• An outer loop (for leftmost in range(0, len_s)) loops n = len(s) times: \(\rightarrow O(|s|)\) The outer loop nests the following
    • indexed access into s (s[leftmost]): \(O(1)\) (source)
    • set creation (set(...)): \(O(1)\)
    • A nested loop (while lookahead < len_s and s[lookahead] not in current_substring) is bound by the length of the longest substring: \(O(|longest\_substring|)\).
      • indexed access into s (s[lookahead]): \(O(1)\) (source)
      • set membership test (s[lookahead] not in current_substring): \(O(1)\) (source)
      • set add (current_substring.add(s[lookahead])): probably \(O(1)\) (source only says that for dict this is \(O(1)\))
      • \(\rightarrow\) \(O(1)\)) per loop iteration

\(\rightarrow\) the average case behavior is \(O(|s| * |longest\_substring|)\) \(\blacksquare\)

Solution 1b: Moving window: \(O(n)\)

This builds on the previous solution. The idea is that the previous version can be optimized by removing the lookahead.

class Solution:
    def lengthOfLongestSubstring(self, s: str) -> int:
        longest_substring_len = 0
        current_substring = set()
        index_of_start = 0

        for rightmost_char in s:
            if rightmost_char in current_substring:
                # also end the substring but continue
                longest_substring_len = max(longest_substring_len, len(current_substring))

                # Shrink the window until we can add the next char
                while True:
                    current_substring.remove(s[index_of_start])
                    index_of_start += 1
                    if not rightmost_char in current_substring:
                        break

                current_substring.add(rightmost_char)
            else:
                current_substring.add(rightmost_char)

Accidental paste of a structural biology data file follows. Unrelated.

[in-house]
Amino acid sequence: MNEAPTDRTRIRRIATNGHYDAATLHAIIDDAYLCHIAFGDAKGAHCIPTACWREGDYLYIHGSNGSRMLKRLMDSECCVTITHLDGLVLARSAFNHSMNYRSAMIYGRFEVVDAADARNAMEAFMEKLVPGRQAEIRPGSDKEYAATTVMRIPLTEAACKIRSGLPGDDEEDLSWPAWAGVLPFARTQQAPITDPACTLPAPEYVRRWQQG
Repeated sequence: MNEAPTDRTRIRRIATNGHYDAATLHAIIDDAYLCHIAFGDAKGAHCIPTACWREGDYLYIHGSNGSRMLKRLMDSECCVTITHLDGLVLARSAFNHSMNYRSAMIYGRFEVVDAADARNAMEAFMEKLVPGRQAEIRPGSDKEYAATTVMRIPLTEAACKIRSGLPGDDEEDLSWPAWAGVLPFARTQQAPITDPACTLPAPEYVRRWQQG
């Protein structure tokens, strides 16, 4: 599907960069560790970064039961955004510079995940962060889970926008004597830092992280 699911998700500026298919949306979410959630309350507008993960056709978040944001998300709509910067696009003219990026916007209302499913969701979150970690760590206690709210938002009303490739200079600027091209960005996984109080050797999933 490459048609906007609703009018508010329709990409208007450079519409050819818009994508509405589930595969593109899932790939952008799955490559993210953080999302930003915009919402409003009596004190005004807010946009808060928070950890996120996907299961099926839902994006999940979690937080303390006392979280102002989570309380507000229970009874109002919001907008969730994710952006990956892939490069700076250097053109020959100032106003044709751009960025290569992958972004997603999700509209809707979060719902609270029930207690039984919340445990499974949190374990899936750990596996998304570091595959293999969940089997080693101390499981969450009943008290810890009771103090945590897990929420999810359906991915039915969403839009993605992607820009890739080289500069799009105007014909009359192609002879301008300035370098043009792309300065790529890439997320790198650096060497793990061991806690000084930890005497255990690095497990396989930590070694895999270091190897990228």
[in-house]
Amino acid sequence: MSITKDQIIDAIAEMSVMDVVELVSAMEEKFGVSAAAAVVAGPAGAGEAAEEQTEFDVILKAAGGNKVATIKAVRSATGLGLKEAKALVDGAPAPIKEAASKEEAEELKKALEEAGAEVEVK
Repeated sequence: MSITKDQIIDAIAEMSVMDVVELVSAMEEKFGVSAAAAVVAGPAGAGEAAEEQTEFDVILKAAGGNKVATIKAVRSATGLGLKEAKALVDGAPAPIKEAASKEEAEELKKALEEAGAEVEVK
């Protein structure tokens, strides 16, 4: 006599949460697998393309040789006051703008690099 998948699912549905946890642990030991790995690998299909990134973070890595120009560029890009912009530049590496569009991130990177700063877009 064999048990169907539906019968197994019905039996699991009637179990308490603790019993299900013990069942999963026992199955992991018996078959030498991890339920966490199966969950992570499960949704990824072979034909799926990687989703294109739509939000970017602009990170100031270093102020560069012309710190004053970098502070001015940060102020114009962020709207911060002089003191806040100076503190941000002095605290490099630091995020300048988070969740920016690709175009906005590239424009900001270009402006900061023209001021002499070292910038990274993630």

# end of input: The longest string could also end with s
        longest_substring_len = max(longest_substring_len, len(current_substring))

        return longest_substring_len

Test results

With the following test result:

============================= test session starts ==============================
platform linux -- Python 3.7.5, pytest-3.10.1, py-1.8.0, pluggy-0.12.0
benchmark: 3.2.2 (defaults: timer=time.perf_counter disable_gc=False min_rounds=5 min_time=0.000005 max_time=1.0 calibration_precision=10 warmup=False warmup_iterations=100000)
rootdir: /home/jens/Documents/leetcode.com/003-longest_substr_without_repeating_chars, inifile:
plugins: benchmark-3.2.2, profiling-1.7.0
collected 6 items

test_1b-solution.py ......                                               [100%]

============================ slowest test durations ============================

(0.00 durations hidden.  Use -vv to show these durations.)
=========================== 6 passed in 0.02 seconds ===========================


Tests ran in 0.16662812398863025 seconds

Runtime analysis

This implementation boils down to two nested loops:

  • set creation (set(...)): \(O(1)\)
  • An outer loop (for rightmost_char in s) over the whole string s times \(\rightarrow O(|s|)\). The outer loop nests the following cases
    • Sliding window found a duplicate at the current position \(\rightarrow O(|longest\_substring|)\)
      • set membership test (rightmost_char in current_substring) \(\rightarrow O(1)\)
      • Reduction of the sliding window, max. \(O(|longest\_substring|)\) times. \(\rightarrow O(|longest\_substring|)\)
        • Remove element from set \(O(1)\) (source although it is only guaranteed for dict)
        • set membership test (rightmost_char in current_substring) \(\rightarrow O(1)\)
        • \(\rightarrow O(1)\) per iteration
    • Extend the substring (current_substring.add(rightmost_char)): \(O(1)\)

\(\rightarrow\) superficially the average case behavior is \(O(|s| * |longest\_substring|)\).

A closer look at the implementation shows a different picture. Over all iterations the nested loop cannot drop more than \(|s|\) elements from the window.

In other words, the amortized runtime of the nested loop is \(O(1)\).

\(\rightarrow\) This brings the runtime of the whole algorithm to \(O(n)\) \(\blacksquare\)

This also explains why this implementation is more than 12 times faster than the previous version when using the leetcode test set.

Summary

Solution Correct Link Runtime Memory Language
#1, Solution 1a (quadratic runtime) Yes Submission 544 ms, faster than 13.77% 12.9 MB, less than 100.00% Python3
#2, Solution 1b (linear runtime) Yes Submission 44 ms, faster than 99.09% 12.7 MB, less than 100.00% Python3